Prior to running errands, I always kiss my kids goodbye and tell them where I’m going and that I love them.  Well, once when I forgot I received a phone call from my son Jansen asking where I was. I explained to him I was at the grocery store and I asked if he needed something while I was out. He said no. He said he didn’t know where I was and just wanted to know. I now make a point to tell him as well as text him where I am and when I’ll be home.

A lot of importance is placed on establishing routines with very young children, but Gabrielle, Jared and Jansen have made me aware that rituals matter to them, too, even as teenagers. They have taught me to never underestimate the significance of rituals. Even though I didn’t think my children cared, I realized that rituals create a comfort in knowing they have a strong foundation and a sense of security. Routines and rituals let them know they can rely on their family.

– Diann

The Power of Praise

Do we undermine a child's success when we praise too much (and without good reason)?

I believe that recognizing children for their good choices or positive behaviors helps them know when they “get it right.” I also believe this lets them know when I am proud of them and what it is that I appreciate. I think that knowing when someone is proud of you is positive. We all like to be recognized when we perform well – especially when that recognition comes from someone who matters. And we all know that the person who matters most to a child is his or her parent!

I do worry sometimes, though, that we are raising our children in a culture that “over-praises.” It seems to me that somewhere along the way, the practice of praise became associated with children developing a positive self-esteem. Low self-esteem has been blamed as a root for many childhood issues. So to combat this and ensure our children had a positive self image, we began to praise children even when their performance was mediocre. In many circumstances all children who participated in events were recognized. We stopped identifying the “winners” in an attempt to make all children feel good about themselves. If you ran the race you got a prize and it didn’t matter who crossed the finish line first – or does it?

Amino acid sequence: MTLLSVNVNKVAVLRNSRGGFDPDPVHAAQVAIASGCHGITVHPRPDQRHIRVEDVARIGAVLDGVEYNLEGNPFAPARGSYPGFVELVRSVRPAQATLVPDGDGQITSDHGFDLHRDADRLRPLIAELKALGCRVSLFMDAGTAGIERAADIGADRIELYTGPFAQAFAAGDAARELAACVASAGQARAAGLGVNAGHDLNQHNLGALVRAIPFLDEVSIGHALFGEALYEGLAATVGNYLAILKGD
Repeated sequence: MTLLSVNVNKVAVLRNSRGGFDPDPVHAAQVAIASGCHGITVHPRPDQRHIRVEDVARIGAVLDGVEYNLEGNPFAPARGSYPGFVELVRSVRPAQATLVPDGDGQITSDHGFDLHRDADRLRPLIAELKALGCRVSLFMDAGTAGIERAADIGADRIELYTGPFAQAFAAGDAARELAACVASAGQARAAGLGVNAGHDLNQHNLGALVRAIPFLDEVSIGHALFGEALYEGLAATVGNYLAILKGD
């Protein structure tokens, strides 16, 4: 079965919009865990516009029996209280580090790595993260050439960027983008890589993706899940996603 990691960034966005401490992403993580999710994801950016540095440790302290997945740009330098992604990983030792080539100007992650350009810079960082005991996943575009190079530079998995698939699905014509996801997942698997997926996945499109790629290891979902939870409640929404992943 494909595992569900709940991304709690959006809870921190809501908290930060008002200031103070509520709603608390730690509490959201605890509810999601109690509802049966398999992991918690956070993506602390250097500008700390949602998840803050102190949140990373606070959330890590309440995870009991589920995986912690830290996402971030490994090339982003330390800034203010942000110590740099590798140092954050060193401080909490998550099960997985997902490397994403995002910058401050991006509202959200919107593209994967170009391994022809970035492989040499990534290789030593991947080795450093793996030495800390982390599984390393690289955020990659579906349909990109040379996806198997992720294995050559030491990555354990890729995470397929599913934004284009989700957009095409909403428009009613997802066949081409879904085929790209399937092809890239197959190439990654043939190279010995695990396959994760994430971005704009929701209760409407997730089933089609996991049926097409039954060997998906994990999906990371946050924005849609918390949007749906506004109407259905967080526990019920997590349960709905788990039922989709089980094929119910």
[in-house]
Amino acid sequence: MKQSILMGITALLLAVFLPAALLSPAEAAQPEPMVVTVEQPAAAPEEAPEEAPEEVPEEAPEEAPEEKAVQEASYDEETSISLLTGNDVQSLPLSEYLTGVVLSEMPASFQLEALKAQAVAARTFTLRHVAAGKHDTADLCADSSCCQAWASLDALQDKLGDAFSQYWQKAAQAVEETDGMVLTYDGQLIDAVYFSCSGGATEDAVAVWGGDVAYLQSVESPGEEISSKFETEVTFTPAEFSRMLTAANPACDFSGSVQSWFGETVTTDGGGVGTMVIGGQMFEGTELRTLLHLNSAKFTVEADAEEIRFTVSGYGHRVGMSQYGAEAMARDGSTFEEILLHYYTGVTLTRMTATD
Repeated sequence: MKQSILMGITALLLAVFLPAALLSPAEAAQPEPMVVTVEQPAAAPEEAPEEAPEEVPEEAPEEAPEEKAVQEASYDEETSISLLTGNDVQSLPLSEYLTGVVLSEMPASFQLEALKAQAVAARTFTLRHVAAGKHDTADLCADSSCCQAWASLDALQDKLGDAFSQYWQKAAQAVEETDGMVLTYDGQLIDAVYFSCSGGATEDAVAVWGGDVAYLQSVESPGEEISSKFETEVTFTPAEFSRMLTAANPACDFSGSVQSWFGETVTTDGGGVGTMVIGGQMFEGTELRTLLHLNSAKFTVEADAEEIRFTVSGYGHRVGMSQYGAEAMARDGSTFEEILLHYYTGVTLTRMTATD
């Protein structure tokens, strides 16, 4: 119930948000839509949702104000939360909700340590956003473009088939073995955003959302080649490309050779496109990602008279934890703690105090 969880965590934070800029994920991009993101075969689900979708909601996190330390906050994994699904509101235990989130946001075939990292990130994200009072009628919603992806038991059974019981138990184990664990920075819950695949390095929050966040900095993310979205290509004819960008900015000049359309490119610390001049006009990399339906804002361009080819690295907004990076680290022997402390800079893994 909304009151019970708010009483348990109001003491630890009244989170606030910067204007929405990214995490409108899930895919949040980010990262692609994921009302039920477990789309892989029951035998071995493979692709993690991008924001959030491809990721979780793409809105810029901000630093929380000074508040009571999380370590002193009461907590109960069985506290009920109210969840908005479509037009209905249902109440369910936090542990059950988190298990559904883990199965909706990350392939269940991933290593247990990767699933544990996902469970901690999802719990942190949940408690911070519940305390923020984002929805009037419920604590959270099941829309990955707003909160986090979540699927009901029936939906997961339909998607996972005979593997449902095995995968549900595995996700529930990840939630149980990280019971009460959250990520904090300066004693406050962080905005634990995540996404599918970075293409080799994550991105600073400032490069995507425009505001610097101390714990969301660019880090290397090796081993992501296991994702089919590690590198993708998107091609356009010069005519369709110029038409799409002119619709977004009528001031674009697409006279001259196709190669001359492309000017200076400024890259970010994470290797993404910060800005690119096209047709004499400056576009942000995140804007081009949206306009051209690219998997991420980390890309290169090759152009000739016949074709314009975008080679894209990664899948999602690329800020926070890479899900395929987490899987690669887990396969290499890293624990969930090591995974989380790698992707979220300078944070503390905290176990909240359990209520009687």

I think who crossed the line first does matter. And I think that we have become so fearful of children feeling like failures that we are failing them. The reality is that I do not expect my children to excel in every area of their life. I expect that there are times they will succeed and times they will fall short. When they experience success I want to recognize that with praise. When they fail or fall short I want to help them deal with the disappointment. When they have really tried but failed I will praise them for their perseverance – but I am not going to turn the failure into a win. I believe that over-praising can actually deplete a child’s self-esteem – while a child overcoming a challenge promotes their self-esteem.

I believe in the power of praise. I believe it can be influential, especially when the praise for the children is coming from his or her parent. We need to praise our children and affirm that we notice their successes – no matter how small. But like anything else, it loses its spark when over-used.

– Carolyn


Supporting Who Children Really Are

As parents we often come face-to-face with differences within our own children. Why is this child so sensitive? Why does that child become so easily frustrated? When it comes to our children’s personalities and temperament, researchers have told us that 50 percent is innate–meaning our children are born with 50 percent of these traits, and the remaining 50 are learned from their environment. My experiences are right in line with the research.

My two nephews are very close in age and were raised in the same environment. Though they have learned similar ways to express feelings or problem solve, they have distinctly different temperaments. Nate, the oldest, was easy as a child. He slept anywhere, ate whatever you gave him and was happiest when he was around others. His brother Luke, however, had colic as a baby. He needed routines when it came to bed time, tolerated only certain foods and though social, he was also easily amused playing by himself. As they have grown, I have noticed that these traits still show up. Nate is the class clown. Luke is well organized and while he enjoys his friends, he’s more of a leader.